If the student’s performance on all three questions is deemed acceptable, the student will have passed the examinations. If the student’s performance on any of the three questions is deemed unacceptable by the committee, the student is required to have an oral defense of the examinations, a round-table discussion at which the preliminary examination committee members request further discussion or elaboration of any or all of the student’s written responses. After this oral defense the members of the committee determine whether the student has passed the examinations.

If the student fails the examinations, she or he can petition to re-take them. In re-taking the examinations, the student may also petition to retain or to change her or his committee. The examinations may be taken only twice (failure on two sets of examinations leads to dismissal from the program).

7.7.3 Dissertation proposal

7.7.3.1 Overview

The dissertation proposal is a detailed written document that describes an original research project the student proposes to conduct under the supervision of her or his advisor and the other members of the dissertation advisory committee to fulfill the dissertation requirement for the M&C doctorate. The student produces the dissertation proposal with the guidance of her or his dissertation advisory committee, and defends and discusses it at a meeting (an oral defense) with the committee.

7.7.3.2 Form of the dissertation proposal

Different dissertation advisory committees may require different amounts of detail in the dissertation proposal. However, the student should consider that the more specific and thorough the proposal, the more specific direction she or he will have in conducting the research and writing the dissertation, and the more agreement will exist among all parties regarding what is and is not to be done as the research proceeds.

The Graduate School has specific formatting requirements for dissertations, and students are strongly encouraged to follow these requirements in the dissertation proposal. The requirements are presented in the Graduate School’s Dissertation Handbook.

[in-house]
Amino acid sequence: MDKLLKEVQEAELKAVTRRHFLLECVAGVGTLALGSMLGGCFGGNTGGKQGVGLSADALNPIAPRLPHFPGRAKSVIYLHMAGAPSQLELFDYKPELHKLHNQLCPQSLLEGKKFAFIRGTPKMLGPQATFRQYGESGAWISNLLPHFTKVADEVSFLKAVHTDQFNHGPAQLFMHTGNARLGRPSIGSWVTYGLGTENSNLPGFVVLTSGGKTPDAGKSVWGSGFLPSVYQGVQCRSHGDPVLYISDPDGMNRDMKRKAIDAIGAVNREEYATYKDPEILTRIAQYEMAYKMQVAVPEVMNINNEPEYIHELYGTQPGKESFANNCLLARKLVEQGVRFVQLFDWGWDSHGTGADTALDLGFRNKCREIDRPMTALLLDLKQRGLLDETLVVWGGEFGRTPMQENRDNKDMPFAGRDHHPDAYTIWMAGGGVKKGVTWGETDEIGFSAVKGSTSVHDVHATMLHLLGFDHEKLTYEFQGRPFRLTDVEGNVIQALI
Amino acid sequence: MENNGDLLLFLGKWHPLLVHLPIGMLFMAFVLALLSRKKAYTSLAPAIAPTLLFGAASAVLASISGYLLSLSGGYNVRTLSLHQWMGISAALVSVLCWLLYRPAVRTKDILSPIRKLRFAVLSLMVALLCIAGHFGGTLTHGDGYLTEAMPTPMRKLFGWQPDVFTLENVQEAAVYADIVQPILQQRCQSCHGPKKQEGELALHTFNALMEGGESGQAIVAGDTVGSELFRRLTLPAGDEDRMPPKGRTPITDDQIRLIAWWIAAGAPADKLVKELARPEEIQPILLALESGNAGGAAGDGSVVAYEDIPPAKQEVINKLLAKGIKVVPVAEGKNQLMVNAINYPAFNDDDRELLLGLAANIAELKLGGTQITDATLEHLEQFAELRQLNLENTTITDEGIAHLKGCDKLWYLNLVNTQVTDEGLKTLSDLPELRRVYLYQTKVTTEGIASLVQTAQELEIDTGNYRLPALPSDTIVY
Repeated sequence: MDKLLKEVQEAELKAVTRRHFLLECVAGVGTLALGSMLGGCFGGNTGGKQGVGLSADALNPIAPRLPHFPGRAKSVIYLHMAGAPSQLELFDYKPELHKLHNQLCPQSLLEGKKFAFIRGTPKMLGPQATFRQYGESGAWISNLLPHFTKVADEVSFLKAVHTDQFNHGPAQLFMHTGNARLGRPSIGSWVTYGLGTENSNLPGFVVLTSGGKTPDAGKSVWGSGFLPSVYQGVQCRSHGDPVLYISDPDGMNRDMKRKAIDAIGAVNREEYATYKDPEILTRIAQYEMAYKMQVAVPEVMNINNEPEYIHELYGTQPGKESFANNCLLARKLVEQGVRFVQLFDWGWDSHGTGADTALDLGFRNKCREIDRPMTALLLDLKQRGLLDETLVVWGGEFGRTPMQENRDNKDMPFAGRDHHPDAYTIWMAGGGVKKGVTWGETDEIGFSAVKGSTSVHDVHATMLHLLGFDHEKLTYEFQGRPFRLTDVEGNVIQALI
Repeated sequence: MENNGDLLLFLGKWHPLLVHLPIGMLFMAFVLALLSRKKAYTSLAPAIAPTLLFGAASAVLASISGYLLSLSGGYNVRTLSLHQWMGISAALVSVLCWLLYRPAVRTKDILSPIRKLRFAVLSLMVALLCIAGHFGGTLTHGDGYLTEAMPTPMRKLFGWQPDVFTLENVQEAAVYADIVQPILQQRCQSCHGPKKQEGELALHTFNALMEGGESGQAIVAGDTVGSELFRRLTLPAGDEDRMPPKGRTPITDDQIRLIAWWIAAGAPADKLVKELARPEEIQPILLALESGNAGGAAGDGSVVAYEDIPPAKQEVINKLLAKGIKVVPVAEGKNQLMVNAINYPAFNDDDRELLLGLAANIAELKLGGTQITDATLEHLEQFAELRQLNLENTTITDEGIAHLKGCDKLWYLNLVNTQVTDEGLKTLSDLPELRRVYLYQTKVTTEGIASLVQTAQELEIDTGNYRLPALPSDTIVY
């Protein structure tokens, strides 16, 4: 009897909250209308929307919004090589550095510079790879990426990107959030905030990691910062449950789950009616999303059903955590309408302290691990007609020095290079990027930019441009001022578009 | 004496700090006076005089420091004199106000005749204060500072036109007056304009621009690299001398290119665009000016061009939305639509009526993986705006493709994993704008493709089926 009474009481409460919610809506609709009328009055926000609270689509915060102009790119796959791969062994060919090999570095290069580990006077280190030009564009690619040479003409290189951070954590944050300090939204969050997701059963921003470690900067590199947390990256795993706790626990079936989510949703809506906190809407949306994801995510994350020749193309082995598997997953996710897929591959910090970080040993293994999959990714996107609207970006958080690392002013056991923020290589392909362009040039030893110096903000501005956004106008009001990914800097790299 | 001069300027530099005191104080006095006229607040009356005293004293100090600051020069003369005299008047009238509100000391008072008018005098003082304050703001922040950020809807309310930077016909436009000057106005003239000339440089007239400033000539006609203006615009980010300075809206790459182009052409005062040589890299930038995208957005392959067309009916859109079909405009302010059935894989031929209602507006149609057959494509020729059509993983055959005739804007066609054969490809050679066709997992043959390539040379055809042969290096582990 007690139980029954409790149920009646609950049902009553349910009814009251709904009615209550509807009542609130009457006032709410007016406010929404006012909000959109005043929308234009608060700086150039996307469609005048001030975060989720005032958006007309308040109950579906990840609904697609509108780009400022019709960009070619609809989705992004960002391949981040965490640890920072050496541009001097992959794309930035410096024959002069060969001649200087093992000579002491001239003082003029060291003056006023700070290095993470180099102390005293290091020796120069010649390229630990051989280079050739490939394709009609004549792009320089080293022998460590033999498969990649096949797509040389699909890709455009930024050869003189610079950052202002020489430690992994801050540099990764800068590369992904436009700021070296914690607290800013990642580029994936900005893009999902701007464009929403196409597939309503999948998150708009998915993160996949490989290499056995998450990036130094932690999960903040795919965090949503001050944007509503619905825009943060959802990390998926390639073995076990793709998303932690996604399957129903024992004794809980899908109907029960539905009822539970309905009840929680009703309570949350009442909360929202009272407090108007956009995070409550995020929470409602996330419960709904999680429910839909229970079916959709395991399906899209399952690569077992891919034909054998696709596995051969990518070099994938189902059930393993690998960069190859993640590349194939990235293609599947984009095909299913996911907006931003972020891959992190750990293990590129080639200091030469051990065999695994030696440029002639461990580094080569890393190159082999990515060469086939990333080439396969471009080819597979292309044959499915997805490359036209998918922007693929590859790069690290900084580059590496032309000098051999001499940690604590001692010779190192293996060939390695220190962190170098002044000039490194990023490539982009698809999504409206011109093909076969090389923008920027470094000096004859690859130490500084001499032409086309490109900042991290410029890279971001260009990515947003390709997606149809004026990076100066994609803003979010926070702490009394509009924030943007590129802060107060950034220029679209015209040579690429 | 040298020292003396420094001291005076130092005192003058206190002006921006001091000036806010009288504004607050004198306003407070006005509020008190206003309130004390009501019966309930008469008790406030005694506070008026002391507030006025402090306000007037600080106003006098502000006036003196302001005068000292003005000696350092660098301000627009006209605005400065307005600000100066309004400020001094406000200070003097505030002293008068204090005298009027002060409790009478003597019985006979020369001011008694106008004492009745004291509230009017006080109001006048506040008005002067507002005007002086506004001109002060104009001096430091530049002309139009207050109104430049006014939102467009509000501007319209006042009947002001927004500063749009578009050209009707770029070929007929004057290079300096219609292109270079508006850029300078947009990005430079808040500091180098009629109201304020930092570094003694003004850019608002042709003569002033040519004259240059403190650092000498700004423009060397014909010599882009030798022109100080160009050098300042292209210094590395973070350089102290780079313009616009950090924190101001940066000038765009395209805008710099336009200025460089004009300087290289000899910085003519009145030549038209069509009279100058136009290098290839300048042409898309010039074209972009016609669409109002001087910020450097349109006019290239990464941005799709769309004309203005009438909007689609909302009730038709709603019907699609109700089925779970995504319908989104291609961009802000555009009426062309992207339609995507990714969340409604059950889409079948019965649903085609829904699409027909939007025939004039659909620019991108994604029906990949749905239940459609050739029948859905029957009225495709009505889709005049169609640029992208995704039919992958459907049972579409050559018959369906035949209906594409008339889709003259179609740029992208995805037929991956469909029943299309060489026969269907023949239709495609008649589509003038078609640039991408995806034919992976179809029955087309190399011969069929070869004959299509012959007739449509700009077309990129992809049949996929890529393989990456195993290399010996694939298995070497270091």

M&C dissertations must also follow the style guidelines of the American Psychological Association Publication Manual or the Chicago Manual of Style.

7.7.3.3 Content of the dissertation proposal

The doctoral dissertation for M&C is a scholarly research endeavor culminating in a written work. The completed dissertation must represent original research and scholarship that contribute to the communication discipline. The research must be conducted by the candidate, and only the candidate, while she or he is an M&C student, and it must not have been used to meet the requirements for another degree. As stipulated by the Graduate School, research that fits these requirements but has been previously published can be included if it is “logically connected with and integrated into the dissertation” and its inclusion “does not violate any existing copyright or contractual agreement”; see the policies page of the web site of the Graduate School for details).

The dissertation proposal is a preliminary version of the eventual dissertation document and justifies and outlines the proposed research project. Each faculty member may have somewhat different views about how the proposed research project should be presented. The student should take direction from her or his advisor and dissertation advisory committee members on how to construct the proposal. Generally speaking, nearly all proposals should do the following: